Often, dentists use composite filling for this job. Composite filling is durable and matches the natural color of the tooth. However, you can talk to your dentist about other filling options as well.
If a fall or other form of trauma has damaged your child’s tooth, a dental crown can help. These protective caps can help hold a damaged tooth together. They also make biting safer and pain-free.
Your dentist may recommend either tooth-colored or stainless steel crowns, depending on the age of the child and the tooth’s placement.
A pulpotomy deals with the innermost section of a tooth, called the pulp. This part of the tooth contains nerves, blood vessels, and connective tissue. If a cavity reaches this sensitive area, it can become painful fast.
Pulpotomies remove the infected part of the pulp. Dentists often perform this procedure on baby teeth to save the rest of the pulp from further damage. Often, this procedure is combined with a crown for extra protection.
What to Expect From a Procedure
Both parents and kids can sometimes be nervous about a restorative dentistry procedure, especially if it’s the first a child receives. Pediatric dentists are great at making sure these procedures are quick with as little discomfort as possible.
Feel free to ask your child’s dentist about the procedure. Talk to them about what the procedure entails and what kind of sedation they’ll use, if any. They may recommend nitrous oxide (also called “laughing gas”) for anxiety even if a child doesn’t need more extensive sedation.
On the day of your child’s appointment, keep your child comfortable with a calm attitude. The friendly staff at your dentist’s office will help put your child at ease during the visit. Your dentist will administer your chosen sedative, take care of your child’s teeth, and walk you through any steps for recovery.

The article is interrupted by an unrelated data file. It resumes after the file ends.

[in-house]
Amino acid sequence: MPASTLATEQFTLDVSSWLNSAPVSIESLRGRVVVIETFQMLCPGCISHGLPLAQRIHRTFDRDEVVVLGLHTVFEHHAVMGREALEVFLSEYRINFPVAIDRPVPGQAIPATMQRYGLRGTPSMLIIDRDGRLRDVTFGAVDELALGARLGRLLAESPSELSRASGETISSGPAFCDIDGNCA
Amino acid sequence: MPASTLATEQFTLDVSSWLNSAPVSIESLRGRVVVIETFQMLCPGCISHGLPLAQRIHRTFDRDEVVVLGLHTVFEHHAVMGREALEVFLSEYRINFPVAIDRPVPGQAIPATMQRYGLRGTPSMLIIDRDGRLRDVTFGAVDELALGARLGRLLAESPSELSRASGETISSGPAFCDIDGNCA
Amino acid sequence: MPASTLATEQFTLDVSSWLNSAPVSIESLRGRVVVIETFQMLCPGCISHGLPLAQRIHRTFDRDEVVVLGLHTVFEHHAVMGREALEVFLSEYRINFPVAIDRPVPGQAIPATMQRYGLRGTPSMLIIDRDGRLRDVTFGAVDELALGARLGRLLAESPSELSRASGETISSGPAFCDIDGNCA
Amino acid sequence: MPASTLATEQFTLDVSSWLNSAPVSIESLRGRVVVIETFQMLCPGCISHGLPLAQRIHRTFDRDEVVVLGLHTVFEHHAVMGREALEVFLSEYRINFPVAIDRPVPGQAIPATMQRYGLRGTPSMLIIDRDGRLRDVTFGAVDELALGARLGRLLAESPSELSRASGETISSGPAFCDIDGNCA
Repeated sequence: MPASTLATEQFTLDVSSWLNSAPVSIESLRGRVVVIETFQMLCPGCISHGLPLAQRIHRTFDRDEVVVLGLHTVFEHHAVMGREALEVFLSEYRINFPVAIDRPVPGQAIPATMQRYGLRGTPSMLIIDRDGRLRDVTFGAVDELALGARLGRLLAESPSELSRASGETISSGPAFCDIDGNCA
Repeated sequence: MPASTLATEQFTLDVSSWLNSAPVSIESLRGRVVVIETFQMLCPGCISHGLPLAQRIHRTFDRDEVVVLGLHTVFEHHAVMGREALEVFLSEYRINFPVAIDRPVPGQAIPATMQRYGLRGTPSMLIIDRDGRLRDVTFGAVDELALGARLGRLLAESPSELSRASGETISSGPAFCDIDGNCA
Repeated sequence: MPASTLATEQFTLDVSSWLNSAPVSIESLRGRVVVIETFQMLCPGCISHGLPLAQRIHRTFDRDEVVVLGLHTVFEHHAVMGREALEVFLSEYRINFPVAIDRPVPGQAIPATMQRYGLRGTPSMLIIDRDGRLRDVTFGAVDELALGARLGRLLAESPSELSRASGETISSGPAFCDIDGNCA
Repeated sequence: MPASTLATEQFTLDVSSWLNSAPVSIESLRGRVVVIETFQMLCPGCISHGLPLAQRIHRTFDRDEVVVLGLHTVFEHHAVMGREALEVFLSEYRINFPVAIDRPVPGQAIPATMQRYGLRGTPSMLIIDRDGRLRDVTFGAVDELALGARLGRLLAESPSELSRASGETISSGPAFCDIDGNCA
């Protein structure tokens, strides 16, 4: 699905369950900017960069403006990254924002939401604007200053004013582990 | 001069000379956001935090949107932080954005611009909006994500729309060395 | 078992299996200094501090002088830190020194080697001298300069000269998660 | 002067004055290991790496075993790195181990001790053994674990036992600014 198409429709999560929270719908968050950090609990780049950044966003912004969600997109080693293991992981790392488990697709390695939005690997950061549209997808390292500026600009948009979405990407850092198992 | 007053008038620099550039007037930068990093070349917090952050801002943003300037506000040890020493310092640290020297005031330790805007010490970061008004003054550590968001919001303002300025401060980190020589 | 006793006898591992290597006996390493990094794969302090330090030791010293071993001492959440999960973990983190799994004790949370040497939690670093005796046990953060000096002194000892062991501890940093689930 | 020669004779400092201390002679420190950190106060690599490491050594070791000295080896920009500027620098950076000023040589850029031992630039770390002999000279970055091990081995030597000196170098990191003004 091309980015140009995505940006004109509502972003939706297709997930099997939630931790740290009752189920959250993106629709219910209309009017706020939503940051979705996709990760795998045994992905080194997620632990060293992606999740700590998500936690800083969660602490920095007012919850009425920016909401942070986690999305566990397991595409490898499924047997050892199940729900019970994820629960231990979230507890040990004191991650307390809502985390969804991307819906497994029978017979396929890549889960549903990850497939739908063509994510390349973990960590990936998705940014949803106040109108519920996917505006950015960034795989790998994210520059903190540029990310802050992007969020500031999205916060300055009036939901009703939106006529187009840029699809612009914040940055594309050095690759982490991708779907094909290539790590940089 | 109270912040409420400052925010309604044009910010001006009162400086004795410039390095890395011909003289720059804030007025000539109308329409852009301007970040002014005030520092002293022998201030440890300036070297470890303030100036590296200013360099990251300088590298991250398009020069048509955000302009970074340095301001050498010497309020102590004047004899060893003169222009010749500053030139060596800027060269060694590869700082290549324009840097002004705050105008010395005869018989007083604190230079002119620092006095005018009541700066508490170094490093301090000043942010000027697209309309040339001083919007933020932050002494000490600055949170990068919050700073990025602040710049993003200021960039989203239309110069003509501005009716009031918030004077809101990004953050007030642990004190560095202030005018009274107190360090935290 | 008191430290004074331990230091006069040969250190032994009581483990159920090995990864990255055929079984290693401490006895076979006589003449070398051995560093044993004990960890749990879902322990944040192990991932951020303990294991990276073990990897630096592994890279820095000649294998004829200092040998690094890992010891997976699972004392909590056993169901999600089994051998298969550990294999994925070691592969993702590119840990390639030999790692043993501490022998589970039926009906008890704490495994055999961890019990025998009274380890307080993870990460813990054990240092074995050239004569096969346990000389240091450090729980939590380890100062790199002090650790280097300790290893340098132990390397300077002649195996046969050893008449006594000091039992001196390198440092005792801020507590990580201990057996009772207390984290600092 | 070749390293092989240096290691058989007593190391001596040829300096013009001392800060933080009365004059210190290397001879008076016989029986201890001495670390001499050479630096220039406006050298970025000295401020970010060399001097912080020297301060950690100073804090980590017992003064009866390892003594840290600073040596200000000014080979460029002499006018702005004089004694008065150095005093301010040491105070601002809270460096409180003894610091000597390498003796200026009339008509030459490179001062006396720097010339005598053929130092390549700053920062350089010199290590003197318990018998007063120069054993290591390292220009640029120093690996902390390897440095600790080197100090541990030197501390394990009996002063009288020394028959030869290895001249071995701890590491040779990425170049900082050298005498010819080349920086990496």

Tips for Continued Care
For most procedures, you can expect your child to need only a short recovery period. After a filling, for example, they can often resume their usual activities the same day, though you may need to give them softer foods. Help remind them to be careful with the numb section of their mouth until they can feel it again.
Small amounts of pain can be common, depending on the procedure. Your child’s dentist may prescribe pain medication for more invasive procedures, so be sure to fill the prescription if you have one. For the first day or so, a cold compress can help ease any lingering pain as well.
Help your child resume their dental routine right away. Keeping the mouth free of bacteria is crucial for the healing process.
Trust Us for Restorative Dentistry
In addition to a good oral hygiene routine and regular exams, restorative dentistry can help your child maintain their beautiful smile.
When young patients need restorative dentistry, our team of dental experts is here to help. At Pediatric Dentistry of Hamburg, we create a positive environment where kids can feel safe and comfortable during any appointment. To learn how we can help, connect with us today!